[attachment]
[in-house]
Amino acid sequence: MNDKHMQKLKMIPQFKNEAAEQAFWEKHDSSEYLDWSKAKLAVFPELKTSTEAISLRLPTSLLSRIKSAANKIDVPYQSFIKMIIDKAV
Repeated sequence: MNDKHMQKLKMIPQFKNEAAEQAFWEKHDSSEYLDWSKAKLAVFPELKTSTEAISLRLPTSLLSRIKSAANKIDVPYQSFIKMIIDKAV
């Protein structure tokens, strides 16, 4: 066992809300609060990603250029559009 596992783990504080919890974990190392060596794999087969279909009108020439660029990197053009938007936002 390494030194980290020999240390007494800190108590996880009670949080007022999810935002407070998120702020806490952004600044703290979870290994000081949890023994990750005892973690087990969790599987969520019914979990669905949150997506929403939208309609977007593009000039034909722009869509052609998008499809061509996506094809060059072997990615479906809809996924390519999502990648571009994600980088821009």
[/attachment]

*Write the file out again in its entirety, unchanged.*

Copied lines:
[in-house]
Amino acid sequence: MNDKHMQKLKMIPQFKNEAAEQAFWEKHDSSEYLDWSKAKLAVFPELKTSTEAISLRLPTSLLSRIKSAANKIDVPYQSFIKMIIDKAV
Repeated sequence: MNDKHMQKLKMIPQFKNEAAEQAFWEKHDSSEYLDWSKAKLAVFPELKTSTEAISLRLPTSLLSRIKSAANKIDVPYQSFIKMIIDKAV
């Protein structure tokens, strides 16, 4: 066992809300609060990603250029559009 596992783990504080919890974990190392060596794999087969279909009108020439660029990197053009938007936002 390494030194980290020999240390007494800190108590996880009670949080007022999810935002407070998120702020806490952004600044703290979870290994000081949890023994990750005892973690087990969790599987969520019914979990669905949150997506929403939208309609977007593009000039034909722009869509052609998008499809061509996506094809060059072997990615479906809809996924390519999502990648571009994600980088821009």